IndyMac Bank, a prolific mortgage specialist that helped fuel the housing boom, was seized Friday by federal regulators in one of the largest bank failures in U.S. history.
The Pasadena, Calif., thrift was one of the largest savings and loans in the country with about $32 billion in assets. It now joins an infamous list of collapsed banks, topped by Continental Illinois National Bank and Trust Co., which failed in 1984 with $40 billion of assets.
IndyMac specialized in Alt-A loans, a type of mortgage that can often be offered to borrowers who don't fully document their incomes or assets. The company sold most of the loans it originated but continued to hold some on its books. As defaults piled up, IndyMac's finances deteriorated.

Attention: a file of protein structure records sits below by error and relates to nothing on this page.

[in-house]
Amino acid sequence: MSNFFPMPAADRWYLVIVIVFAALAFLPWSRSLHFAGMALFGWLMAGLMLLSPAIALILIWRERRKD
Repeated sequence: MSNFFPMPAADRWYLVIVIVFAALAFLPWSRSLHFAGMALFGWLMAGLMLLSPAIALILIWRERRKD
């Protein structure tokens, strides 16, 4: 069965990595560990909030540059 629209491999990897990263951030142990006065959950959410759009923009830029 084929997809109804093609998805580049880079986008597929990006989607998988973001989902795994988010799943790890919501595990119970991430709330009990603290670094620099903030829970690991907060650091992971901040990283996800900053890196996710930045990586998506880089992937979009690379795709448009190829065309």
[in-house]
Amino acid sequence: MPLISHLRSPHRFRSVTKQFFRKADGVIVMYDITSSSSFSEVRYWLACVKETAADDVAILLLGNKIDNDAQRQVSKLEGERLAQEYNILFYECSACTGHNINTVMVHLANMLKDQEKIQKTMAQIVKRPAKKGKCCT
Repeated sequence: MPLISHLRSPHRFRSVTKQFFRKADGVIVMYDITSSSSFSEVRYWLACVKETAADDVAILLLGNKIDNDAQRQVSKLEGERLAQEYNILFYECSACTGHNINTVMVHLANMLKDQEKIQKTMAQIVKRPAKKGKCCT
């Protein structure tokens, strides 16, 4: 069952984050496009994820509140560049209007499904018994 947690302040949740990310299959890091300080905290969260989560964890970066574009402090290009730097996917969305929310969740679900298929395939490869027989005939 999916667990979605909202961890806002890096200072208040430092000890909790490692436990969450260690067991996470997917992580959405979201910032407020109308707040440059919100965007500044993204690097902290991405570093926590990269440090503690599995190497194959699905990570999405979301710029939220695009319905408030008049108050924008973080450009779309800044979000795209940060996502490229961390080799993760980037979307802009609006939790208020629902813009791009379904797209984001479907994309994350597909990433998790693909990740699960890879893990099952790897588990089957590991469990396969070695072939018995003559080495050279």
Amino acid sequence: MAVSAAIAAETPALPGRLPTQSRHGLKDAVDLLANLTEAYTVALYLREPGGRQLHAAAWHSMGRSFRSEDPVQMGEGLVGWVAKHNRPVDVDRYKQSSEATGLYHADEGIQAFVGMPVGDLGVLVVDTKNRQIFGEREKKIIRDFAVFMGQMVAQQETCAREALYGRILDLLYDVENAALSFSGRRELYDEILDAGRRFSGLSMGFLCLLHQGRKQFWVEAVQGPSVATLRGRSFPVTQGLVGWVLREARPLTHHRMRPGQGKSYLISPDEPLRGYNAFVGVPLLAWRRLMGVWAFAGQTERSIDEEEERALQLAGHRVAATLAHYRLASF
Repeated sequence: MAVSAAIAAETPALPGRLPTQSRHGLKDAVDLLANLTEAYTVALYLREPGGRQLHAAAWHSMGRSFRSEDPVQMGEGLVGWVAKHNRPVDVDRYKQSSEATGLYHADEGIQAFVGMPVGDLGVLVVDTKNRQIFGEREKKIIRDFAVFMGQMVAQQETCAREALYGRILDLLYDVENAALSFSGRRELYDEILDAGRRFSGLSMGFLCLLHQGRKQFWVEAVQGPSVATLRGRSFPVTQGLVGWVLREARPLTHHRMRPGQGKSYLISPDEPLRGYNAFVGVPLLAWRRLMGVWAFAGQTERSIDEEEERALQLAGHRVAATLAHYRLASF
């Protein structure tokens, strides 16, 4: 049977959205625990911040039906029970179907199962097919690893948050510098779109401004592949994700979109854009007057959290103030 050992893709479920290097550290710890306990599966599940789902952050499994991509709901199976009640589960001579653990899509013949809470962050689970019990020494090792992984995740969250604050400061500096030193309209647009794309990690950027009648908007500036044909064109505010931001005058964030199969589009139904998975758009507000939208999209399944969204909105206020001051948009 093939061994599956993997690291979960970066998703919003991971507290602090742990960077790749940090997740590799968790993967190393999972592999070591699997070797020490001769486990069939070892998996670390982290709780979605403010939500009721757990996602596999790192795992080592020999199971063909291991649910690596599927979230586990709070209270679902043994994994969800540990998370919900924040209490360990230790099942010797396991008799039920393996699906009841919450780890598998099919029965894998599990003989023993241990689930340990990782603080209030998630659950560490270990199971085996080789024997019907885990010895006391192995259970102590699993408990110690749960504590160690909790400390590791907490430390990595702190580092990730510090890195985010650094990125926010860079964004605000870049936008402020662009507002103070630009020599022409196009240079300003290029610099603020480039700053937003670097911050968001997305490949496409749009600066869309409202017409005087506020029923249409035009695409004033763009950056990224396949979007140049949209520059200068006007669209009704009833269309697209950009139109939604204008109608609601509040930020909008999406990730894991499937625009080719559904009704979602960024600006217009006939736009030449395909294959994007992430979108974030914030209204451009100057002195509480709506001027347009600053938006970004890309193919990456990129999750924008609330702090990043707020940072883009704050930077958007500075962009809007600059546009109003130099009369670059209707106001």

The bank will be run by the Federal Deposit Insurance Corp., a federal regulator, and will reopen Monday.....
An exodus of depositors added to IndyMac's woes. Deposits are the lifeblood of banks, providing them with a stable, low-cost source of cash to fund their daily operations and lending activities. After Mr. Schumer raised questions about the bank, depositors withdrew $1.3 billion in 11 days.
The FDIC estimates that the failure will cost its deposit insurance fund between $4 billion and $8 billion.
The FDIC had $52 billion of capital. Now they'll have $6 billion less.